of the steering.


I knew steering played a big part (I thought about 50%) because I've seen a trick played where people are given bicycles with fixed steering, and it's very difficult to balance on them. I'm sure the wheels play a big part too - if you remove a bicycle wheel and keep the hub, then spin it holding the wheelnuts, it's difficult to turn over. Mind you, maybe that's not enough to prevent the weight of the rider falling over too.

Quote:
I wonder how long it will be (if ever!) before the UK allows Segways etc to
be used anywhere other than private property - ie anywhere that the public
might be. We seem to be very backward in allowing them,


They can go anywhere already - that stupid law is not enforced.

Quote:
whereas an unskilled
person on a bicycle or roller skates or one of those bloody mobility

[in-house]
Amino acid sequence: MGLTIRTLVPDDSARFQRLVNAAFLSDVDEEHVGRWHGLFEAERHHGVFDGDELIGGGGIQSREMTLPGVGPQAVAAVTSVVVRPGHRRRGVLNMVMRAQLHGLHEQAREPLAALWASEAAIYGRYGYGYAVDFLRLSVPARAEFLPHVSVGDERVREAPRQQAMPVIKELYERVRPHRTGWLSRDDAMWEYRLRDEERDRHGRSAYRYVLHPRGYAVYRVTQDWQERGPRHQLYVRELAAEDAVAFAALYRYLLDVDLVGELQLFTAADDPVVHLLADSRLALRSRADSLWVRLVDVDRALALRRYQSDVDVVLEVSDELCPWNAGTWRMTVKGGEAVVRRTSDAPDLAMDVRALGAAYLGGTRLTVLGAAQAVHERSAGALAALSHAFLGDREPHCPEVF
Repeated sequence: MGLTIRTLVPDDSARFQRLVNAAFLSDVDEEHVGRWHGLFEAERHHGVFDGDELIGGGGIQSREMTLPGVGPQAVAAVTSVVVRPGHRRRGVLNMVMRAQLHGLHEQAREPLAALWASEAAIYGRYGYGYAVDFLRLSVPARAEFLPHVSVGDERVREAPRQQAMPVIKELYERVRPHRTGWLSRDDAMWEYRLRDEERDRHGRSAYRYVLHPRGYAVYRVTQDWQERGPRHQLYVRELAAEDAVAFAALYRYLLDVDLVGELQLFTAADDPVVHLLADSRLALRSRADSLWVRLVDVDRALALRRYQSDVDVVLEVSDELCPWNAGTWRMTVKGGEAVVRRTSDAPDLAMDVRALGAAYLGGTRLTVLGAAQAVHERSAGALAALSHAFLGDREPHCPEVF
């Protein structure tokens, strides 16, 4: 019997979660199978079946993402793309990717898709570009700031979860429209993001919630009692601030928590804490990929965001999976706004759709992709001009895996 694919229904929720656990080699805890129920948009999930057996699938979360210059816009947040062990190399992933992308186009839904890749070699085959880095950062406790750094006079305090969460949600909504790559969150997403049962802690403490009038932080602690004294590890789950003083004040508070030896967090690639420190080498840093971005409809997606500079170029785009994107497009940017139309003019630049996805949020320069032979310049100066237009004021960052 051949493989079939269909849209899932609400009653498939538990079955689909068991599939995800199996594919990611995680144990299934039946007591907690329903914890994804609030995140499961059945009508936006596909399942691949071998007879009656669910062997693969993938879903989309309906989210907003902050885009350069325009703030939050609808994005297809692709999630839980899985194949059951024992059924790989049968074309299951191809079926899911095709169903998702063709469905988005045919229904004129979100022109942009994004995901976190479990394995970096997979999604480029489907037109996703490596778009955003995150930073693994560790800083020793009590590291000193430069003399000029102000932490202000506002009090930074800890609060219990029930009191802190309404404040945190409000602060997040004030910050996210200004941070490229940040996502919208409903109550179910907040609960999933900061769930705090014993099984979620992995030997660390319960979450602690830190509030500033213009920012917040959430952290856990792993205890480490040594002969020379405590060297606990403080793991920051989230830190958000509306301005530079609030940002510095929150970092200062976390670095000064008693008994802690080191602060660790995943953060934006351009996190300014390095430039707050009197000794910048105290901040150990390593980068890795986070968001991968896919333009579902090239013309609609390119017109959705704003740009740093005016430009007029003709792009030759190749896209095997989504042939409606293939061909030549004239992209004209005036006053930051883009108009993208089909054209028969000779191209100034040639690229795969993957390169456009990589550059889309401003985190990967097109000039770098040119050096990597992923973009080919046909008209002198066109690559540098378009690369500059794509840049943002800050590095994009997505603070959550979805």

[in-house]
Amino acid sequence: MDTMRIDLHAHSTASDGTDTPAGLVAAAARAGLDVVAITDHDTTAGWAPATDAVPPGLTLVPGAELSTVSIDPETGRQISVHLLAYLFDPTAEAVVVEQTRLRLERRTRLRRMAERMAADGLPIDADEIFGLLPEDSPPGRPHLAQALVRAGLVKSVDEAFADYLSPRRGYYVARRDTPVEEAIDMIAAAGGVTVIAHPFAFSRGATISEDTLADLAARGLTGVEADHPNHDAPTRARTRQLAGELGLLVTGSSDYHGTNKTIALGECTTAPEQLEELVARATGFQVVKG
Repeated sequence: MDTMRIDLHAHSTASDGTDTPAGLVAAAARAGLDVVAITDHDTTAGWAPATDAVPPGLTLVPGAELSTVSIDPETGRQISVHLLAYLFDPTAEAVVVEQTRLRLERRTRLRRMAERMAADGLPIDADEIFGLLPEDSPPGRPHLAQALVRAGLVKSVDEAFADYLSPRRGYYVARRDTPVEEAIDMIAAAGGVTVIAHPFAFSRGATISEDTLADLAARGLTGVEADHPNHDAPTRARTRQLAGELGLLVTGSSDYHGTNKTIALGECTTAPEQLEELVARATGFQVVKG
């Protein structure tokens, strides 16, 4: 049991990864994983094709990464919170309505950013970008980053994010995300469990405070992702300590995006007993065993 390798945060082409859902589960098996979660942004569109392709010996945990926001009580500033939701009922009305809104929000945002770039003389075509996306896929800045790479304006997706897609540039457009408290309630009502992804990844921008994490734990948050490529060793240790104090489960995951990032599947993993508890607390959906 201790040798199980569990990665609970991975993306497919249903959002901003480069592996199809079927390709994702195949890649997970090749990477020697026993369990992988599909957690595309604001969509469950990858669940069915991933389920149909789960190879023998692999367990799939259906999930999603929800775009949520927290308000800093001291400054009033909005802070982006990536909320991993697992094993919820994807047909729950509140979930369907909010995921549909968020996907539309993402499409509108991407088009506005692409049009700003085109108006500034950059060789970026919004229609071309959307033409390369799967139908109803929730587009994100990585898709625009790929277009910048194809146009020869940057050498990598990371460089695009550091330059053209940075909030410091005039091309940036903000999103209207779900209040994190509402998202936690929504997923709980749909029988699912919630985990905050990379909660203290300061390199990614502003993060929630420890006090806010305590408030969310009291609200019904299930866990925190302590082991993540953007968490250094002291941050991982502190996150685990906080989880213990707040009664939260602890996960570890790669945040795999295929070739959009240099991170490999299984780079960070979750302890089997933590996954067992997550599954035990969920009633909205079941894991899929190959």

scooters can easily injure a bystander. I still have the bruise on my hip
and my foot


I'm sure you'll live. I do find it amusing that the faster species of scooter (they have 4mph and 8mph versions) are not allowed on pavements, when I can legally run on a pavement at well over 8mph.

Quote:
where an old biddy reversed into me repeatedly in the
supermarket ("the scooter won't move, so I'll keep trying until it does")
and then drove over my foot. And she had the audacity to swear at *me*, when
I was trying very hard not to swear at *her*. She rode off in a huff and hit
a display stand. Poor woman wasn't safe to have control of a scooter.


I find more problems with pedestrians in supermarkets. I was pushing my trolley along quite normally the other week when someone walked backwards into the end of it. He then yelled at me "You could have said something!" So I replied "Like what? Get out of my way you incompetant moron? I hope it's your wife that's driving home...." She was somewhat amused, and he was not.

Peeler
Guest

Fri Jan 25, 2019 12:45 am   



On Fri, 25 Jan 2019 10:00:49 +1100, Steven, better known as cantankerous